Defence Minister Mohamad Sabu said he was disappointed that despite the mega-billion ringgit deals with France, it supported the move by the European Commission that the cultivation of palm oil resulted in excessive deforestation and environmental pollution. Pic by NSTP/SAIFULLIZAN TAMADI

KUALA LUMPUR: Malaysia has voiced its disapproval with France for supporting the palm oil ban in Europe.

Defence Minister Mohamad Sabu said he was disappointed that despite the mega-billion ringgit deals with France, it supported the move by the European Commission that the cultivation of palm oil resulted in excessive deforestation and environmental pollution.

“We have supported the French defence and aerospace industries by purchasing a lot of (civilian and military) Airbus aircraft and (two) Scorpene submarines from them.

“Yet, they are not supportive of our palm oil, owing to the negative environmental issues.

“It is also not true that palm oil is bad for health,” Mohamad told a media briefing at the Defence Ministry in Jalan Padang Tembak.

He added that Malaysia had joined Indonesia, two of the world’s largest palm oil producers, on a positive promotional campaign, globally.

“If need be, we will also drum up support from Asean countries during forums that can be used as a platform to counter the negativity about palm oil,” he said.

Already, Prime Minister Tun Dr Mahathir Mohamad had hinted that the European palm oil ban could influence future procurement decisions.

Mohamad added that the Malaysian economy was expected to improve during Pakatan Harapan’s second year as the federal government, when foreign direct investments and suspended projects were revived.

“Right now, we are using available funds of RM24 billion to save the country’s two large Malay institutions – Tabung Haji and Felda (the Federal Land Development Authority).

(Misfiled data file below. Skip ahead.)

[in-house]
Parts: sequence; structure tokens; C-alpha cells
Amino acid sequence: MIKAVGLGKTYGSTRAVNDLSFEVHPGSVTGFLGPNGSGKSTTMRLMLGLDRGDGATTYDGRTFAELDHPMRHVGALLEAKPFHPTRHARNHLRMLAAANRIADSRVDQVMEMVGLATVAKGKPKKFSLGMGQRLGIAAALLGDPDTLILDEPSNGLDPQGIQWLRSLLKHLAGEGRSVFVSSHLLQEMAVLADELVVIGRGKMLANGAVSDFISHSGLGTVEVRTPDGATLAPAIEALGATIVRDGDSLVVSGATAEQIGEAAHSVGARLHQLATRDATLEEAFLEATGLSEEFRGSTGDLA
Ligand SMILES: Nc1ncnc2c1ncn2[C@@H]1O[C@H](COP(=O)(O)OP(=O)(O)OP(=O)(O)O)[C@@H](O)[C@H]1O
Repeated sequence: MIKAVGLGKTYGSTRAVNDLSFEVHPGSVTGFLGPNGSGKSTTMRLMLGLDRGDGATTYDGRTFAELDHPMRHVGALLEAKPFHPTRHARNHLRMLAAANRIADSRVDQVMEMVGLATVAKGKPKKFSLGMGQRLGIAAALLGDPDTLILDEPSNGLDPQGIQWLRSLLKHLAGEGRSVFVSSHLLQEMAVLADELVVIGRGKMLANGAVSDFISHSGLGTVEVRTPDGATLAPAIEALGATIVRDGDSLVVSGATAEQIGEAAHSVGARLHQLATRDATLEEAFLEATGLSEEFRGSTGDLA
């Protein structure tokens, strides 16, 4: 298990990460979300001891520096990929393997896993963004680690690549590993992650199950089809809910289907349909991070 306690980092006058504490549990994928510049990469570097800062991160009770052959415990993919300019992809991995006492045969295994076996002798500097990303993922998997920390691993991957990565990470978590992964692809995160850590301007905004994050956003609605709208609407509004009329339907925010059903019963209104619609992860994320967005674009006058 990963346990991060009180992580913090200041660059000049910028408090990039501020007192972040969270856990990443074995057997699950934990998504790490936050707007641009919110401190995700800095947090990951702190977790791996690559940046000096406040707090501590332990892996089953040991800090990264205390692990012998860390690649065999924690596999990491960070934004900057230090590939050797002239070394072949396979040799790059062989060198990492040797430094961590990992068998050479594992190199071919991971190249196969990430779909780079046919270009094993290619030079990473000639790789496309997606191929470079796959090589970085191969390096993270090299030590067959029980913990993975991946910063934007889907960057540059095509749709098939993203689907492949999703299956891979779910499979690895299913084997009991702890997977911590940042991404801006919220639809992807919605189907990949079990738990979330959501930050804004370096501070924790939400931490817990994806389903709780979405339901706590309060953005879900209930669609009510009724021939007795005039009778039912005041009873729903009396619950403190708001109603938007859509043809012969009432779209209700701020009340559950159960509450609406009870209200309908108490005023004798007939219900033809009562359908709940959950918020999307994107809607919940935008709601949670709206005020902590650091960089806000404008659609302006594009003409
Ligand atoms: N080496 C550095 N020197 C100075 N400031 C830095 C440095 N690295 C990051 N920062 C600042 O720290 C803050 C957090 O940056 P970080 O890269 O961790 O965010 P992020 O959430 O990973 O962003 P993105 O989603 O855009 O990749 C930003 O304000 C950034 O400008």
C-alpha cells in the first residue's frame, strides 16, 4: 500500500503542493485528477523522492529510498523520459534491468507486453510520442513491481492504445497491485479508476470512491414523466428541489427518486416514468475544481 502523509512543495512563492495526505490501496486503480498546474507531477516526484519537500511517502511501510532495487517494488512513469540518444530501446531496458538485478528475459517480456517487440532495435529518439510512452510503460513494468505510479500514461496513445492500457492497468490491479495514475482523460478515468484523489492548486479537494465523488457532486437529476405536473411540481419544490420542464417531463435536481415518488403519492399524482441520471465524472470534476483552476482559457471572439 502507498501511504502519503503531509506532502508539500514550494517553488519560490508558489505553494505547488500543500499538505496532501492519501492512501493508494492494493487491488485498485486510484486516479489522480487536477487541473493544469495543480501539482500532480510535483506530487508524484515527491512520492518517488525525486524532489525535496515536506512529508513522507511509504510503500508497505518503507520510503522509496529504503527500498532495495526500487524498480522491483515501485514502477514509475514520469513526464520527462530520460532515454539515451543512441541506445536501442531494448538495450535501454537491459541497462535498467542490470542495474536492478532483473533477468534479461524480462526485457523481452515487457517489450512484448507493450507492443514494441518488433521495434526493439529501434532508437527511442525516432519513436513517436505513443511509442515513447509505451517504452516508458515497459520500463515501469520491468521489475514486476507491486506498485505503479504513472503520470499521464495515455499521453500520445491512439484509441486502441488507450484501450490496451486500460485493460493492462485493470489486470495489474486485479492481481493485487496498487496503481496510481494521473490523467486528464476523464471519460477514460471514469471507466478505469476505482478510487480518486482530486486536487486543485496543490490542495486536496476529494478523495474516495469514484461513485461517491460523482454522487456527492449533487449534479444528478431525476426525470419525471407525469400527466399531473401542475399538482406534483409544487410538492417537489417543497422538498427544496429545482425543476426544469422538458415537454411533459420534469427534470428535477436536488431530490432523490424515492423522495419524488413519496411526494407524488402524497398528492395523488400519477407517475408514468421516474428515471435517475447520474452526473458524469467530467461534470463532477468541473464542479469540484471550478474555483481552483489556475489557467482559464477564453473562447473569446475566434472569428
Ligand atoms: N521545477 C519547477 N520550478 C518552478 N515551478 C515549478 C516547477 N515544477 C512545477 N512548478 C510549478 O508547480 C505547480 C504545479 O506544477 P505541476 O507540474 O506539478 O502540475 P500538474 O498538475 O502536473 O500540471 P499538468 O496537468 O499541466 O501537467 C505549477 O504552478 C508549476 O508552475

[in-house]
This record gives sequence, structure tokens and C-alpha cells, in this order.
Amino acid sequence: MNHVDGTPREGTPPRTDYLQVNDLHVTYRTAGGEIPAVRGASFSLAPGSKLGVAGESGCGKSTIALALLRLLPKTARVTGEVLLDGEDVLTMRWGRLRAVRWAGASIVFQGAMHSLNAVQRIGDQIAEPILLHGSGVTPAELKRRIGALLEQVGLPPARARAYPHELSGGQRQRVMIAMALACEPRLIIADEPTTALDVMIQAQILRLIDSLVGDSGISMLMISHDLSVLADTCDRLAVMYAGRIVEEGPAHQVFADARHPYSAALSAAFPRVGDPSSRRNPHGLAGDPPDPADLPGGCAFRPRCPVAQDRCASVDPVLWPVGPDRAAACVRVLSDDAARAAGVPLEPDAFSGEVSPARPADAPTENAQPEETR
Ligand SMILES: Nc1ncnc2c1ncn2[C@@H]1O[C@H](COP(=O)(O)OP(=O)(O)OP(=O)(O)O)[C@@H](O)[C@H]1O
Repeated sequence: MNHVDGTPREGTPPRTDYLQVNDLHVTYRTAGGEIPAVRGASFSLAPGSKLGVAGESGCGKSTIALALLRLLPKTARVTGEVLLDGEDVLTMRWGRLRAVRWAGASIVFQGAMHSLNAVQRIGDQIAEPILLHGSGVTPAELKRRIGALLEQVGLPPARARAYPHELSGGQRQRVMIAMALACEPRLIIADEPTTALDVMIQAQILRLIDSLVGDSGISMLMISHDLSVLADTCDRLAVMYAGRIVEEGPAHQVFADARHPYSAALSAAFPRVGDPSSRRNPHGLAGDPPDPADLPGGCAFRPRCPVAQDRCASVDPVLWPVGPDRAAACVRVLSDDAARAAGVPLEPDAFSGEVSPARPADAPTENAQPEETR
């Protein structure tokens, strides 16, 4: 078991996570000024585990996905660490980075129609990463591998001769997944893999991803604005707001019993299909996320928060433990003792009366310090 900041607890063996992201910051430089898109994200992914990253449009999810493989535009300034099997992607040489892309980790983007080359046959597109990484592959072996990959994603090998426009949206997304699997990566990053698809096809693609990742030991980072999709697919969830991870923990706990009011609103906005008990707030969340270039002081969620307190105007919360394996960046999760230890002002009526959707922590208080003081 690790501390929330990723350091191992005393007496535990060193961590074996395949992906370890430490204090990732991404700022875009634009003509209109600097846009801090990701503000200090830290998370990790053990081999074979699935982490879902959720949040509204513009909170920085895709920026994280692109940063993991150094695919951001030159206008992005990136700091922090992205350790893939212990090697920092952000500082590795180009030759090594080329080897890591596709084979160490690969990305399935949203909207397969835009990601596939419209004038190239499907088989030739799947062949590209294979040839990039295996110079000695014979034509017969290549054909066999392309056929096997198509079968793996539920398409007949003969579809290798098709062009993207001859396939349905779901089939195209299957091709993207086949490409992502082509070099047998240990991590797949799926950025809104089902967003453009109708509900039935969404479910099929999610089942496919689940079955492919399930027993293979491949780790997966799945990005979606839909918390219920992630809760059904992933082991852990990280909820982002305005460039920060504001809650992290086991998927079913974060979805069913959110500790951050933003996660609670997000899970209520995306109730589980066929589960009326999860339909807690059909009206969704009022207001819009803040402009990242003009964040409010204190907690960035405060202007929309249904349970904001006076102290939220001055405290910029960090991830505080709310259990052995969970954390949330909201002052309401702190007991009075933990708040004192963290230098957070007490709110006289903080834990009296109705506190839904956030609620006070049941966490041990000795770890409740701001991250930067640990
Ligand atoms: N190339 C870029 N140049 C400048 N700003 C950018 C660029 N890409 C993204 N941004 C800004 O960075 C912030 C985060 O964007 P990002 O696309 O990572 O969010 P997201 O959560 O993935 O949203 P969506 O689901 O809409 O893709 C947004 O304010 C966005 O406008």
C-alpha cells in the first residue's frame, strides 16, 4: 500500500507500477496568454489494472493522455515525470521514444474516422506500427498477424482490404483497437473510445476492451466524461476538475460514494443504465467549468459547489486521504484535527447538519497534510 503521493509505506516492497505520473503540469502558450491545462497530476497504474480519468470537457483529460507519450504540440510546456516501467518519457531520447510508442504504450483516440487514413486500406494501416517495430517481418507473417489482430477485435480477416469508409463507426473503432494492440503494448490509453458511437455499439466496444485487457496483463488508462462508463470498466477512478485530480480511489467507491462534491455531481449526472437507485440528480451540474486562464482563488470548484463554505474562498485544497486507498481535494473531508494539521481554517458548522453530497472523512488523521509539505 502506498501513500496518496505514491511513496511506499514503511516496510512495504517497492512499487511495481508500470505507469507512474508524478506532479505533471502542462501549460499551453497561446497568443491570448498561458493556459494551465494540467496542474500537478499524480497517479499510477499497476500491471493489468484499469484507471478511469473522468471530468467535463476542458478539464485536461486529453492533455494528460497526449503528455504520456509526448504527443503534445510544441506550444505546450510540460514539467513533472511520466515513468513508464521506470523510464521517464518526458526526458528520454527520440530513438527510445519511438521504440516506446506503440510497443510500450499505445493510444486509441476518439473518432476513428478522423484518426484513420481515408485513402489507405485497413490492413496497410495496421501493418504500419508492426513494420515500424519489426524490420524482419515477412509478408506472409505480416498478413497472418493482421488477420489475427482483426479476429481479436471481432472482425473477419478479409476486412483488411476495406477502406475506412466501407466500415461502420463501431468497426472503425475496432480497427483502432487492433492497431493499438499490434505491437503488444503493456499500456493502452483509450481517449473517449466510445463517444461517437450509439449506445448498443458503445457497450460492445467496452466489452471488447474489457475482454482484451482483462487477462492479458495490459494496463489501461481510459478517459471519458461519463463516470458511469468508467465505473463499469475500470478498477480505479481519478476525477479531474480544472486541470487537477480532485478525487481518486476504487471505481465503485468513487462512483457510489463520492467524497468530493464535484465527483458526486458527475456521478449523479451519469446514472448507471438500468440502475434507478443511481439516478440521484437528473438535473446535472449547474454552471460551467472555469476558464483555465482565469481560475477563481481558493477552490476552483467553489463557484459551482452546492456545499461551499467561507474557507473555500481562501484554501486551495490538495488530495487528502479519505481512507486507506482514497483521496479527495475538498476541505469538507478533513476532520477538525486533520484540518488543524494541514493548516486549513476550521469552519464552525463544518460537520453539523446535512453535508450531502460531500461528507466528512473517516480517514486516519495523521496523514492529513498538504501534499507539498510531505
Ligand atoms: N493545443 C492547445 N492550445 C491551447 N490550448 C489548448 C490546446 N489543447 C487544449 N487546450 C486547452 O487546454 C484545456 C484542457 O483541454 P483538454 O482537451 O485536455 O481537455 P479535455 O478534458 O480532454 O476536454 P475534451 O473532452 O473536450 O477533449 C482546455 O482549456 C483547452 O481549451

“If we do not do that, both will ‘lingkup’ (fold up) and become an economic disaster,” he said.

Looking back, the Defence Ministry procured the two French submarines for the Royal Malaysian Navy reportedly for RM7 billion, making it the single largest defence purchase by Malaysia.

France also sold four Airbus 400M Atlas heavy-lift transport aeroplanes for the Royal Malaysian Air Force.

For the civilian market, Malaysia Airlines and AirAsia had purchased tens of dozens of Airbus jetliners.

There are also over 100 Airbus civil and military helicopters in Malaysia.

And the French are wooing the RMAF to buy the Rafale multi-role combat fighter jet.

The New Straits Times Press also understands that the RMN is also negotiating with French shipbuilder DCNS to build littoral combat ships (LCS), three new multi-role support ships (MRSS) and two more submarines.

Mohamad also concurred with Primary Industries Minister Teresa Kok that defence equipment procurement via offset deals was the way forward to prop up palm oil sales and the Malaysian economy.

Tomorrow, Mohamad is leading a high-level defence delegation to Moscow and is scheduled to meet Russian Defence Minister Sergei Shoigu and its President Vladimir Putin, during his four-day visit.

Mohamad is attempting to engage in billion-dollar trade-offs on defence and security procurement, including military aircraft, armaments and software, to spur palm oil sales via transfer of technology and job spin-offs.

Palm oil is one of Malaysia's most important commodities, contributing nearly 5 per cent to the country's gross domestic product, with last year’s exports reportedly worth RM62.7 billion.